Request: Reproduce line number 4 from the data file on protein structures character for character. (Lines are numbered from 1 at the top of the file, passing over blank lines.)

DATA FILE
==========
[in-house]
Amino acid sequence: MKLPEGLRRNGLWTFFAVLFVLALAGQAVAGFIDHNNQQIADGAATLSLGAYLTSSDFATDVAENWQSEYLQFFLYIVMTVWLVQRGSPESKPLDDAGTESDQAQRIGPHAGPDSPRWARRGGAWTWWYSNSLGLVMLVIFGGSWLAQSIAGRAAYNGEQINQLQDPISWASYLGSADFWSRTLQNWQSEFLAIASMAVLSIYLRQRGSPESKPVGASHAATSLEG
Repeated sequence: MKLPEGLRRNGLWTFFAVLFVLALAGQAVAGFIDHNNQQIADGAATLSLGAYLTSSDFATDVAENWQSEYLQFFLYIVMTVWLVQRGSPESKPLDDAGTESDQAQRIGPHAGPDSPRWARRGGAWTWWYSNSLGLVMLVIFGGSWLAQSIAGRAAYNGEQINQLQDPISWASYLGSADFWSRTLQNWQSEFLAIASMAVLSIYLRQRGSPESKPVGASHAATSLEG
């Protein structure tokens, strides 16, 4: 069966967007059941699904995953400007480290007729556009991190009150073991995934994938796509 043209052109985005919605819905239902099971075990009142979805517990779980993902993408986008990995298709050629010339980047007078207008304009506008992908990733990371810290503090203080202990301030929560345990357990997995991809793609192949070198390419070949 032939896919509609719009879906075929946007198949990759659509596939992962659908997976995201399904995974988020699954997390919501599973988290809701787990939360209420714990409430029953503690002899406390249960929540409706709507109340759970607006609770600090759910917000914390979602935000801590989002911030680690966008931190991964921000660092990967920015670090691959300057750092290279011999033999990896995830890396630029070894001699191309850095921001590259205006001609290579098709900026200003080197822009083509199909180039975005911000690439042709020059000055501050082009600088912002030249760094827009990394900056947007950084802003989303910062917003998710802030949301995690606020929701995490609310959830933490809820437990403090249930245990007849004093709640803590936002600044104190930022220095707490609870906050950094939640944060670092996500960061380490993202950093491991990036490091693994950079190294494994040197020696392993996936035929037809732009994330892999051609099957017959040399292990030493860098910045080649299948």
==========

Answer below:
């Protein structure tokens, strides 16, 4: 069966967007059941699904995953400007480290007729556009991190009150073991995934994938796509 043209052109985005919605819905239902099971075990009142979805517990779980993902993408986008990995298709050629010339980047007078207008304009506008992908990733990371810290503090203080202990301030929560345990357990997995991809793609192949070198390419070949 032939896919509609719009879906075929946007198949990759659509596939992962659908997976995201399904995974988020699954997390919501599973988290809701787990939360209420714990409430029953503690002899406390249960929540409706709507109340759970607006609770600090759910917000914390979602935000801590989002911030680690966008931190991964921000660092990967920015670090691959300057750092290279011999033999990896995830890396630029070894001699191309850095921001590259205006001609290579098709900026200003080197822009083509199909180039975005911000690439042709020059000055501050082009600088912002030249760094827009990394900056947007950084802003989303910062917003998710802030949301995690606020929701995490609310959830933490809820437990403090249930245990007849004093709640803590936002600044104190930022220095707490609870906050950094939640944060670092996500960061380490993202950093491991990036490091693994950079190294494994040197020696392993996936035929037809732009994330892999051609099957017959040399292990030493860098910045080649299948």